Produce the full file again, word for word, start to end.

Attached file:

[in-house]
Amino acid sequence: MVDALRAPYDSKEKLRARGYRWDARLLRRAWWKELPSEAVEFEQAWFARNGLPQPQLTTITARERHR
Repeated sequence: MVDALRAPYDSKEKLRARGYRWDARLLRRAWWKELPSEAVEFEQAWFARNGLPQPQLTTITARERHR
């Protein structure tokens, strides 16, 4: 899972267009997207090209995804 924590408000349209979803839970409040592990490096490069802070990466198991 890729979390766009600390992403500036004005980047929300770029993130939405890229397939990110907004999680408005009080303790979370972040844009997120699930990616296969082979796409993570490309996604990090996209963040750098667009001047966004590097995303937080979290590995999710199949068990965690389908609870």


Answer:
[in-house]
Amino acid sequence: MVDALRAPYDSKEKLRARGYRWDARLLRRAWWKELPSEAVEFEQAWFARNGLPQPQLTTITARERHR
Repeated sequence: MVDALRAPYDSKEKLRARGYRWDARLLRRAWWKELPSEAVEFEQAWFARNGLPQPQLTTITARERHR
């Protein structure tokens, strides 16, 4: 899972267009997207090209995804 924590408000349209979803839970409040592990490096490069802070990466198991 890729979390766009600390992403500036004005980047929300770029993130939405890229397939990110907004999680408005009080303790979370972040844009997120699930990616296969082979796409993570490309996604990090996209963040750098667009001047966004590097995303937080979290590995999710199949068990965690389908609870």